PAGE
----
How often are Minnesotans defaulting on student loans?

Here’s Minnesota’s latest 2- and 3-year default rates on student loans, as compiled by the state Office of Higher Education (OHE).

The data was released rather quietly late last week by the U.S. Department of Education, and state analyst Tricia Grimes was able to release her work yesterday. The office should release the final report in the weeks to come.

Two sets of developments seem to be at play this year:

1) Under the standard measuring system, Minnesota’s default rates have inched up a bit more than the national average did this year; and

2) A new measuring system has begun. Its first results have caused default rates to jump across the board — even though nothing has changed at the schools themselves.

Let’s start with #1 and what it shows.

Closing gap

Under the standard measuring system, Minnesota’s (2-year) student-loan default rate increased from 5.8 percent in 2009 to 6.9 percent in 2010. That new number is still below the national average of 9.1 percent.

But that increase was sharper than the national increase of 8.8 to 9.1 percent, leading state Office of Higher Ed Director Larry Pogemiller to tell me:

“The demographics of Minnesota are starting to look a lot more like the national demographics — more lower and moderate-income people trying to access post-secondary education as a percent, which leads me to the notion that we really should do something in terms of financial aid to help that growing group.”

For-profit vs. 2-year public colleges

OHE officials also highlighted the differences in default rates between Minnesota’s for-profit sector and its two-year community and technical colleges.

Nationally, public-two years tend to have better default rates. But in Minnesota, it’s just the opposite. Here, public two-years had average 2-year default rates of 11.7 percent in 2010 vs. 5.6 percent for two-year for-profits and 6.8 percent for 4-year for-profits.

State officials couldn’t explain why, but said Minnesota’s career-college sector is long-established and perhaps more regulated than those in other states.

A new measurement

So far, nothing really new or dramatic.

But let’s look at the second development.

This year marked the first time the feds came out with the official results of a new measurement: the three-year default rate.

Here’s how state and federal education officials explained the change:

Apparently, officials thought most people who defaulted on their student loans would do so within two years of leaving school (with or without a degree).

But they came to believe that many more defaulted after that period, so the old measurement didn’t really give an accurate picture. Expanding their look to the first three years would do a much better job.

A 2011 OHE report referenced a 2009 Chronicle of Higher Education article that gave another reason:

Congress adopted the three-year window after some lawmakers argued that many institutions and their partner lenders, whose eligibility for the federal program is also tied to default rates, were avoiding declaring a borrower in default until just after the two-year measuring period had passed.

Of course, increasing the period by 50 percent (an extra year) means more time for something bad to happen to a borrower — loss of a job, an expensive illness, etc. — so default rates naturally go up across the board.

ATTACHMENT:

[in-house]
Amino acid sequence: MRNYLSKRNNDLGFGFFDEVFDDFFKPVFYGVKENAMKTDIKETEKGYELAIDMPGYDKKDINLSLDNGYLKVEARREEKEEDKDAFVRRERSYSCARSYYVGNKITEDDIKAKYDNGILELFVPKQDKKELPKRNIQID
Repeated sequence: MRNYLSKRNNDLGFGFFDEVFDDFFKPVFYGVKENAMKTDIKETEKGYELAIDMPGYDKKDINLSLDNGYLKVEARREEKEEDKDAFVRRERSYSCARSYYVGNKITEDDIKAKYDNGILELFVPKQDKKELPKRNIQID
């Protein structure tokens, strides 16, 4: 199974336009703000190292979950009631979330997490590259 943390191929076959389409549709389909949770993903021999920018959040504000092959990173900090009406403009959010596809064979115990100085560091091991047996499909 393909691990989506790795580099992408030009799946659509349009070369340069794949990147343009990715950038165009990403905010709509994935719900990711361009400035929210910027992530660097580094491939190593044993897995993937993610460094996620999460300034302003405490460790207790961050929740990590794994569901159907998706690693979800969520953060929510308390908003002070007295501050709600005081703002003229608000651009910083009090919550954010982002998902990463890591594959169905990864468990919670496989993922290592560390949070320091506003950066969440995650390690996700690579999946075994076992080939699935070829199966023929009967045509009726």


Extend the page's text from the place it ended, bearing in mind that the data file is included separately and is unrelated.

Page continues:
So that 5.8 percent default rate for Minnesota for for 2009 is suddenly 9 percent under the three-year measurement.

And the U.S. default rate rises from 8.8 percent to 13.4 percent — a greater increase than Minnesota’s. Notice, too that most of Minnesota’s peer states in the Big 10 have seen their default rates jump by greater margins as well.

So then is Minnesota actually increasing its lead over the national and regional average, or narrowing? Hard to say at this point.


So why is this new measurement important?

For most schools, it shouldn’t make much of a difference, other than they’ll have to face grimmer, more realistic figures.

For some, though, it could carry some consequences.

Federal authorities say colleges whose three-year default rates meet or exceed 30 percent could face default-management plans, and state analyst Tricia Grimes said schools could lose their access to financial aid if they hit 30 percent or higher for three years in a row.

The highest three-year default rates come from Hibbing Community College (25.3 percent), Mesabi Range Community and Technical College (25 percent), Cosmetology Careers Unlimited in Hibbing (31.2 percent) and Duluth Business University (26.7 percent).

Grimes says she thinks those schools may have the highest rates because they’re in an economically tougher areas that suffer from higher unemployment, on average, than the rest of the state.

Only Cosmetology Careers Unlimited breached the 30 percent limit. But owner Richard Shaffer told me his school has only 16 students, and so is too small to be held to the same standard as others.

(The idea is that any change in an individual student could disproportionately affect the rating of the school as a whole. That leads to wild percentage swings even though the changes are small.)

Schaffer says future default rates will be averaged in with this year’s, and that chances are he’ll have more time than most to bring his rate down. He said he has already employed a third-party loan-default counselor, which should improve the situation.

He told me:

“My take is that we’ll have that percentage down next year, so it’ll be a non-issue.”

Grimes says many of the loan defaults are preventable, but borrowers aren’t aware of their options. Many students, for example, have access to:

– income-based repayment plans;

– loan-forgiveness plans for teachers, government workers and nonprofit workers; and

– deferment plans for those who are unemployed or experiencing financial difficulty.

You can find default rates for individual schools in the report above.